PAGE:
American Airlines chief executive Doug Parker said the Fort Worth-based carrier has done nothing wrong in answering investor questions about capacity.
Several U.S. airlines, including American, are being investigated by the U.S. Department of Justice for collusion related to making capacity decisions to keep airfares high.
“On behalf of your entire leadership team, let me be crystal clear: there has been no illegal behavior on the part of American Airlines. We will comply fully with the demands of the CID and this fact will be proven,” Parker told employees in a letter sent on Saturday.
Parker added that he doesn’t know why the DOJ has decided to investigate the airline industry about capacity and finds it “perplexing” as airlines have been adding more capacity than there is demand for in the marketplace right now.
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American was the focus of a previous DOJ investigation after it announced its merger with US Airways. The DOJ filed a lawsuit to stop the merger, saying it would harm consumers and raise fares, however, the suit was settled after the airlines agreed to give up takeoff and landing slots and gate leases at several airports.
“It is discouraging that less than two years later, with traffic and capacity up, and fares down, DOJ still doesn’t seem to acknowledge that the airline industry is as competitive a business as there is in the world,” Parker said.
Keep reading for the full message from Parker.
A Message from Doug Parker
American Airlines Team Members:
By now you have read that the Department of Justice (DOJ) has issued a Civil Investigative Demand (CID) to several airlines including American Airlines. This CID requests documents and other information so that DOJ can determine whether there may have been an illegal “agreement or coordination of air passenger service capacity” between some airlines.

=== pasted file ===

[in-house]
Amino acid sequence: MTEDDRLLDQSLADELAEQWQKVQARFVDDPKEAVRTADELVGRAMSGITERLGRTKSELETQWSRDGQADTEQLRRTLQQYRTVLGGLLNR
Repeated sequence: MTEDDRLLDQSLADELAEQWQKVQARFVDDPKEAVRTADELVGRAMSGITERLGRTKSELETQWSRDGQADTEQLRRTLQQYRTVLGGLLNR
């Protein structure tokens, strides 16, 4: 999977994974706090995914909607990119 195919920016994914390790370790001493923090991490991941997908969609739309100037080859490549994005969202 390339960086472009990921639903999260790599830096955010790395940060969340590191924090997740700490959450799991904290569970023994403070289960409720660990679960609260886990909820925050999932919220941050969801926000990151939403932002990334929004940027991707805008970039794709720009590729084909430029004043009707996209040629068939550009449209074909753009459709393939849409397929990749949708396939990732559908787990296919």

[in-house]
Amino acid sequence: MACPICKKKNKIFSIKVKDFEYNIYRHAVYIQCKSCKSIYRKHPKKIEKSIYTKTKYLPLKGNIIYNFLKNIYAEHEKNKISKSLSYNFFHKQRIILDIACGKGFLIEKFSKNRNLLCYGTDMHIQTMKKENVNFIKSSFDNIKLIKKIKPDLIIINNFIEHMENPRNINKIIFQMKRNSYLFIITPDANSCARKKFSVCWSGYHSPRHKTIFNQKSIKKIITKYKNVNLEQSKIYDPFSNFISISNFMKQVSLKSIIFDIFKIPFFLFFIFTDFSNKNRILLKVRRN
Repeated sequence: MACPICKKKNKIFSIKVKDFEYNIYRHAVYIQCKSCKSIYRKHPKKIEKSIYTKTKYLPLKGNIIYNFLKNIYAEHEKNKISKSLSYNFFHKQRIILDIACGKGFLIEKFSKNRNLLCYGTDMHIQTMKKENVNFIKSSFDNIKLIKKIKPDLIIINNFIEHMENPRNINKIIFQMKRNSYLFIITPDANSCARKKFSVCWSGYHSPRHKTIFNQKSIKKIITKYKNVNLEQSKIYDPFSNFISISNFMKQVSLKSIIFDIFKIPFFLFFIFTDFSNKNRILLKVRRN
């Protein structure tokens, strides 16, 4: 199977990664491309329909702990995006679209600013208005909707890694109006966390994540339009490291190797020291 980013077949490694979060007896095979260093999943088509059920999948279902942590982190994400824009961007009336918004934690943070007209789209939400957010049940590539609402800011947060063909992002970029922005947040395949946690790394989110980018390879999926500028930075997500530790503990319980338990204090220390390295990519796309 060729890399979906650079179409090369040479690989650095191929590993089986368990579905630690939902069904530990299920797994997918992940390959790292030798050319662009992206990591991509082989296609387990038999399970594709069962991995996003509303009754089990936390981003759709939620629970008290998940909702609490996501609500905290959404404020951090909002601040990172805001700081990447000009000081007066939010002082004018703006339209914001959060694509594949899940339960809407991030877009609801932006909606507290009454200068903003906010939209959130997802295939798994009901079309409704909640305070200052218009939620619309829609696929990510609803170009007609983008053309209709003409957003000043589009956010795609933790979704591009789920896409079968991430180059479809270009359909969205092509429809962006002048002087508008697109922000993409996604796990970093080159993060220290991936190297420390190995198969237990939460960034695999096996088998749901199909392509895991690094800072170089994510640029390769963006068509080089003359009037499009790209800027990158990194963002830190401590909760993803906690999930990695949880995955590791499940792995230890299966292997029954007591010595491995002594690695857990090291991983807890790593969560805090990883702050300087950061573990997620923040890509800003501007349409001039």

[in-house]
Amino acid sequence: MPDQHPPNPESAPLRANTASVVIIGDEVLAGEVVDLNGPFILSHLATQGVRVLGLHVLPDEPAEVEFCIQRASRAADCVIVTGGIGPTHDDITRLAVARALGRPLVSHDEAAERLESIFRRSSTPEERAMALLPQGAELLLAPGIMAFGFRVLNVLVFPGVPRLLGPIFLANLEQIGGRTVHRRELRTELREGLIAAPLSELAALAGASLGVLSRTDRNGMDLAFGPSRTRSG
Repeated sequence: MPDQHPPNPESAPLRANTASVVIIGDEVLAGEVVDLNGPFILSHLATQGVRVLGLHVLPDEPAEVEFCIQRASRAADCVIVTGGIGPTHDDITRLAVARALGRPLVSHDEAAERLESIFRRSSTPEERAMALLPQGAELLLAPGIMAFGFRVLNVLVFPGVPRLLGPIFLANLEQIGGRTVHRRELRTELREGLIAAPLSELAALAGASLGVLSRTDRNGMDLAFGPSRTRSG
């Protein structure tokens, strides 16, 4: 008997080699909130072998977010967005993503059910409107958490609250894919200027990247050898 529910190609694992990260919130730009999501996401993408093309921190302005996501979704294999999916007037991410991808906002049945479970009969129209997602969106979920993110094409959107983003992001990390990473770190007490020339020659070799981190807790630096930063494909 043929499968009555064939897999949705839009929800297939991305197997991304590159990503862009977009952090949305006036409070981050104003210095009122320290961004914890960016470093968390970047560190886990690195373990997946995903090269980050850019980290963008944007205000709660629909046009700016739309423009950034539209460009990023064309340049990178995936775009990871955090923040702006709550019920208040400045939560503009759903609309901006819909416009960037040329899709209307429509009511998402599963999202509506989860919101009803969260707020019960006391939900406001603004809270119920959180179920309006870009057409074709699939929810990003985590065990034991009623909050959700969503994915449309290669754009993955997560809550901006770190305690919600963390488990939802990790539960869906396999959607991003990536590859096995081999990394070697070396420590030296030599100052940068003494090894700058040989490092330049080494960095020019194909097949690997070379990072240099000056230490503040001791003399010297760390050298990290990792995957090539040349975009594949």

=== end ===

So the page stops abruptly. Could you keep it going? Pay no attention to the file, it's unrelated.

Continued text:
We want to be sure you understand this is only an investigation and no allegations of wrongdoing have been made, much less conclusions that anyone violated the law. But we appreciate that the simple disclosure of an investigation may cause some team members to wonder if their airline has done something wrong. On behalf of your entire leadership team, let me be crystal clear: there has been no illegal behavior on the part of American Airlines. We will comply fully with the demands of the CID and this fact will be proven.
Some of you may be wondering why this is occurring now. The short answer is we don’t know. It appears the Department’s concerns may have been triggered by public comments attributed to airline executives, analysts, and investors about industry or individual airline capacity growth. We at American have definitely answered a number of questions from investors, analysts and the media over the years about capacity. But there is nothing illegal about that – indeed, transparency is rightly expected by all of our external stakeholders. The CID is even more perplexing given that US airline capacity has grown faster than demand of late. Capacity has been added in widely different amounts by our competitors, each seeking an advantage to benefit their customers, employees, and stockholders.